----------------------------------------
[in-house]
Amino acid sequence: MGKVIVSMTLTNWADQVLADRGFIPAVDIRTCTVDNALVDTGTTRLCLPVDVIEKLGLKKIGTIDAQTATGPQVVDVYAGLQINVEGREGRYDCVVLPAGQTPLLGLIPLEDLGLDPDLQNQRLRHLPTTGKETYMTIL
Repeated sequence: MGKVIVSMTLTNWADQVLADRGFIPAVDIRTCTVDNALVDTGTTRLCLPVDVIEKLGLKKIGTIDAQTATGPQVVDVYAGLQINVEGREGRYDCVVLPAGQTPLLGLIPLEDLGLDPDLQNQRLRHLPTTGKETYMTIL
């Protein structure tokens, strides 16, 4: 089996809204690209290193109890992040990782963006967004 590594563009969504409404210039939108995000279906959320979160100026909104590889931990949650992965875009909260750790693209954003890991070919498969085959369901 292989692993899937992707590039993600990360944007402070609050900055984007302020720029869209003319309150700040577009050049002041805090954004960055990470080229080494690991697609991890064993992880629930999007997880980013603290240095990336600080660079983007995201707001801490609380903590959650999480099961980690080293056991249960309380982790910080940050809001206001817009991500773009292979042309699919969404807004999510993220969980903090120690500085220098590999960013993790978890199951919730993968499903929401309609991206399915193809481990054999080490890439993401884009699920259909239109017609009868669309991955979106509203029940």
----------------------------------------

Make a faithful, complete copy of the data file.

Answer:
[in-house]
Amino acid sequence: MGKVIVSMTLTNWADQVLADRGFIPAVDIRTCTVDNALVDTGTTRLCLPVDVIEKLGLKKIGTIDAQTATGPQVVDVYAGLQINVEGREGRYDCVVLPAGQTPLLGLIPLEDLGLDPDLQNQRLRHLPTTGKETYMTIL
Repeated sequence: MGKVIVSMTLTNWADQVLADRGFIPAVDIRTCTVDNALVDTGTTRLCLPVDVIEKLGLKKIGTIDAQTATGPQVVDVYAGLQINVEGREGRYDCVVLPAGQTPLLGLIPLEDLGLDPDLQNQRLRHLPTTGKETYMTIL
């Protein structure tokens, strides 16, 4: 089996809204690209290193109890992040990782963006967004 590594563009969504409404210039939108995000279906959320979160100026909104590889931990949650992965875009909260750790693209954003890991070919498969085959369901 292989692993899937992707590039993600990360944007402070609050900055984007302020720029869209003319309150700040577009050049002041805090954004960055990470080229080494690991697609991890064993992880629930999007997880980013603290240095990336600080660079983007995201707001801490609380903590959650999480099961980690080293056991249960309380982790910080940050809001206001817009991500773009292979042309699919969404807004999510993220969980903090120690500085220098590999960013993790978890199951919730993968499903929401309609991206399915193809481990054999080490890439993401884009699920259909239109017609009868669309991955979106509203029940």